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Social context factors and refugee children’s emotional health

Abstract

Background

Refugee children face numerous challenges associated with pre-migration trauma and post-migration adaptation. Much research pertaining to refugee children’s well-being focuses on psychiatric symptoms. Relatively few studies have examined how social context factors—such as perceptions of peer belonging, and support from adults at home and at school—contribute to the emotional health of refugee children. Informed by social–ecological theories emphasizing dynamic interactions between the contexts in which children develop, we examined associations between social context factors and emotional health in refugee children.

Methods

Data were drawn from a population-based data linkage in British Columbia, Canada. The analytic sample included 682 grade 4 students (Mage 9.2 years; 46.3% female) with a refugee background who responded to the Middle Years Development Instrument (MDI) during the 2010/2011–2016/2017 school years. The MDI is a self-report survey of children’s social and emotional competencies and social context factors completed at school. Regression analyses were used to examine associations of social context factors (school climate, supportive adults at school and at home, and peer belonging) with indicators of emotional health (life satisfaction, self-concept, optimism, and sadness). Refugee generation status (first/second) was considered through stratification and testing of interactions with social context factors.

Results

Perceived supportive school climate, support from adults in school and at home, and peer belonging were each independently associated with better emotional health. Results were similar for first- and second-generation children.

Conclusion

Taken together, results suggest a unique role of the school context to refugee children’s emotional health. School-based programming that promotes positive school climate can be considered as an important approach to support newcomer refugee children and their families.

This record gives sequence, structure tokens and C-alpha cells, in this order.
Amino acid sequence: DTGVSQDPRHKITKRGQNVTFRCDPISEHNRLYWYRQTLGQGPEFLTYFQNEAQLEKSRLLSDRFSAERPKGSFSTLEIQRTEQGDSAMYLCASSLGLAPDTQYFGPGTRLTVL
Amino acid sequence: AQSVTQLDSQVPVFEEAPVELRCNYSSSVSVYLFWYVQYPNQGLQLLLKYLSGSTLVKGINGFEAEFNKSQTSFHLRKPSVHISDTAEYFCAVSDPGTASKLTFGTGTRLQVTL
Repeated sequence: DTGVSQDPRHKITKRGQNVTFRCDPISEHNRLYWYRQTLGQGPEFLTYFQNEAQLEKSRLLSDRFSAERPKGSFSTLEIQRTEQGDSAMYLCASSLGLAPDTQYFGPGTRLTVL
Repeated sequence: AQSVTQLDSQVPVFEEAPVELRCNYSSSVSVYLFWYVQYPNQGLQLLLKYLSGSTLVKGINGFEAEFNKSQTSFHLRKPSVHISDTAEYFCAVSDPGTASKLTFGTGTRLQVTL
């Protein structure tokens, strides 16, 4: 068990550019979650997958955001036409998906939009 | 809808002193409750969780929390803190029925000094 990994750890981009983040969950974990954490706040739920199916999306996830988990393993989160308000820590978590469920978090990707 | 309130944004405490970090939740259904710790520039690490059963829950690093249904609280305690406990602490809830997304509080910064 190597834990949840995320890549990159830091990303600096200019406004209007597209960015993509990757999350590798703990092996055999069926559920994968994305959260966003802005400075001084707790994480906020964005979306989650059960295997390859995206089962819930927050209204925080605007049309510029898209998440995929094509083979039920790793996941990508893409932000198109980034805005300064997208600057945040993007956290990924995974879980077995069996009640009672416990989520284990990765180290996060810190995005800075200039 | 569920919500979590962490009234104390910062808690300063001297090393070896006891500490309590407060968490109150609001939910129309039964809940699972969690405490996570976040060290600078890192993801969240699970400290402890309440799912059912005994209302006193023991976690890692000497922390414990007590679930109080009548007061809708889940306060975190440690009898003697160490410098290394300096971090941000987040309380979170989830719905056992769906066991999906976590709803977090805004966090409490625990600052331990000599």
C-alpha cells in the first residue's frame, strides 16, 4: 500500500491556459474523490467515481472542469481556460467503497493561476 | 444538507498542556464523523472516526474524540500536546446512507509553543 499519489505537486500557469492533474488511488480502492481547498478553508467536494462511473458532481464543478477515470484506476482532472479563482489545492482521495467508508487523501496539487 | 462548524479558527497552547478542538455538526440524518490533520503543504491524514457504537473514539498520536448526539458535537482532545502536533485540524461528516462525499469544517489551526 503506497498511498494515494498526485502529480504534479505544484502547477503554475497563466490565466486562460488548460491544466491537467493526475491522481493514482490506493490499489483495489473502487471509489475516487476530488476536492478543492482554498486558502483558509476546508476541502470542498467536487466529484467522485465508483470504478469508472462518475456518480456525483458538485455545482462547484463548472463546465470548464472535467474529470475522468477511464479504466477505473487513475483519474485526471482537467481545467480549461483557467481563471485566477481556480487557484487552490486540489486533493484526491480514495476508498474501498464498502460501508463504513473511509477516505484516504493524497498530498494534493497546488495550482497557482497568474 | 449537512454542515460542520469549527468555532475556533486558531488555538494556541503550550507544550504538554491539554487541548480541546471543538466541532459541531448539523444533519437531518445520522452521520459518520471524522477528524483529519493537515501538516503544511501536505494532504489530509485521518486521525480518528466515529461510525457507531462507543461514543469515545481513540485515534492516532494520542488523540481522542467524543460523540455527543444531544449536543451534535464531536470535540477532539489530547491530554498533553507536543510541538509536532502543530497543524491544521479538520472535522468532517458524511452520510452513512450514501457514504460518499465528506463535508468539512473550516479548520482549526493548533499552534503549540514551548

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Notes

  1. All inferences, opinions, and conclusions drawn in this study are those of the authors, and do not reflect the opinions or policies of the Data Steward(s).

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Acknowledgements

The authors gratefully acknowledge funding from the Social Sciences and Humanities Research Council of Canada and The Child and Youth Refugee Research Coalition. Dr. Gadermann also gratefully acknowledges funding from the Michael Smith Foundation for Health Research. 

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Correspondence to Scott D. Emerson.

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Conflict of interest

On behalf of all authors, the corresponding author states that there is no conflict of interest. For transparency, note that license and administration fees are received by the Human Early Learning Partnership (HELP), University of British Columbia (UBC), for use of the Middle Years Development Instrument (MDI). These fees are assessed using a not-for-profit model whereby monies are returned to HELP, UBC, to assist in the continuing development of the MDI and to support operating costs associated with providing services to MDI partners. The co-authors affiliated with HELP, UBC, do not receive fees/royalties from the MDI. No other authors have any conflict of interest.

Appendices

Appendix 1

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Table 4 MDI subscale means, standard deviations, and reliabilities (ordinal alpha)

4.

Appendix 2

See Table

Table 5 Pairwise Pearson correlations among indicators of emotional health, and among social context factors

5.

Appendix 3

See Table

Table 6 Inclusion of generation status by social context variable interaction terms in models assessing adjusted associations between social context factors and refugee children’s emotional health (regression models)

6.

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Emerson, S.D., Gagné Petteni, M., Guhn, M. et al. Social context factors and refugee children’s emotional health. Soc Psychiatry Psychiatr Epidemiol 57, 829–841 (2022). https://doi.org/10.1007/s00127-021-02173-y

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Keywords

  • Refugee
  • Well-being
  • Social context
  • School climate
  • Children